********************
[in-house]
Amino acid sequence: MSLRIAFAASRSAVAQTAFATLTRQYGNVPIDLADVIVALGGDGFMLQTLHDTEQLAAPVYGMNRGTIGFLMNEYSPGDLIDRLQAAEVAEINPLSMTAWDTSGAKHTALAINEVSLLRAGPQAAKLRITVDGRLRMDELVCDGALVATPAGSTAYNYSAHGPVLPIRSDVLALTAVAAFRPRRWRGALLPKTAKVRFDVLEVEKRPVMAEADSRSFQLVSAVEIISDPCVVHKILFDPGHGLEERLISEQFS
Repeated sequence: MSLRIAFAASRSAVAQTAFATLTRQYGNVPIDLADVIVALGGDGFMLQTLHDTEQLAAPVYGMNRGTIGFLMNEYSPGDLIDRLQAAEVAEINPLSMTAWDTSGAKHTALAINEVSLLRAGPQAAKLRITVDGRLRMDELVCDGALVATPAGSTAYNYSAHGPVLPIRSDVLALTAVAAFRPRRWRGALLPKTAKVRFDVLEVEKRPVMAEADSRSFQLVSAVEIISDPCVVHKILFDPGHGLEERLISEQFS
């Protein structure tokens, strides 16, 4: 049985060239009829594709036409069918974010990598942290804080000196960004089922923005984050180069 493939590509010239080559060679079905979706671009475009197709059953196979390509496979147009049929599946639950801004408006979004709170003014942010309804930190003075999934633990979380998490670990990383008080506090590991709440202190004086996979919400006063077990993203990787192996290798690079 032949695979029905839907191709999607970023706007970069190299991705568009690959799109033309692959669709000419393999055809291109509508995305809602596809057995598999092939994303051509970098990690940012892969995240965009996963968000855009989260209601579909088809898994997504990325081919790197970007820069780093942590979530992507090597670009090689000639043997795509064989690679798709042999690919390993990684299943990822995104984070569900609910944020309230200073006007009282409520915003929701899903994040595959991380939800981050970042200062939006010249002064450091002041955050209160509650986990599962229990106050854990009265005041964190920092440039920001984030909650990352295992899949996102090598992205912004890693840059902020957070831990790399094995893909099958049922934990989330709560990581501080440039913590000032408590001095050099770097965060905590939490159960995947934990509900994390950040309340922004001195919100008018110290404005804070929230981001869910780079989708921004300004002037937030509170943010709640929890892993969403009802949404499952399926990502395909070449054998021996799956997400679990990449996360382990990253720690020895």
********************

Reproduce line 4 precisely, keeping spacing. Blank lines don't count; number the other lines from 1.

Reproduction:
């Protein structure tokens, strides 16, 4: 049985060239009829594709036409069918974010990598942290804080000196960004089922923005984050180069 493939590509010239080559060679079905979706671009475009197709059953196979390509496979147009049929599946639950801004408006979004709170003014942010309804930190003075999934633990979380998490670990990383008080506090590991709440202190004086996979919400006063077990993203990787192996290798690079 032949695979029905839907191709999607970023706007970069190299991705568009690959799109033309692959669709000419393999055809291109509508995305809602596809057995598999092939994303051509970098990690940012892969995240965009996963968000855009989260209601579909088809898994997504990325081919790197970007820069780093942590979530992507090597670009090689000639043997795509064989690679798709042999690919390993990684299943990822995104984070569900609910944020309230200073006007009282409520915003929701899903994040595959991380939800981050970042200062939006010249002064450091002041955050209160509650986990599962229990106050854990009265005041964190920092440039920001984030909650990352295992899949996102090598992205912004890693840059902020957070831990790399094995893909099958049922934990989330709560990581501080440039913590000032408590001095050099770097965060905590939490159960995947934990509900994390950040309340922004001195919100008018110290404005804070929230981001869910780079989708921004300004002037937030509170943010709640929890892993969403009802949404499952399926990502395909070449054998021996799956997400679990990449996360382990990253720690020895």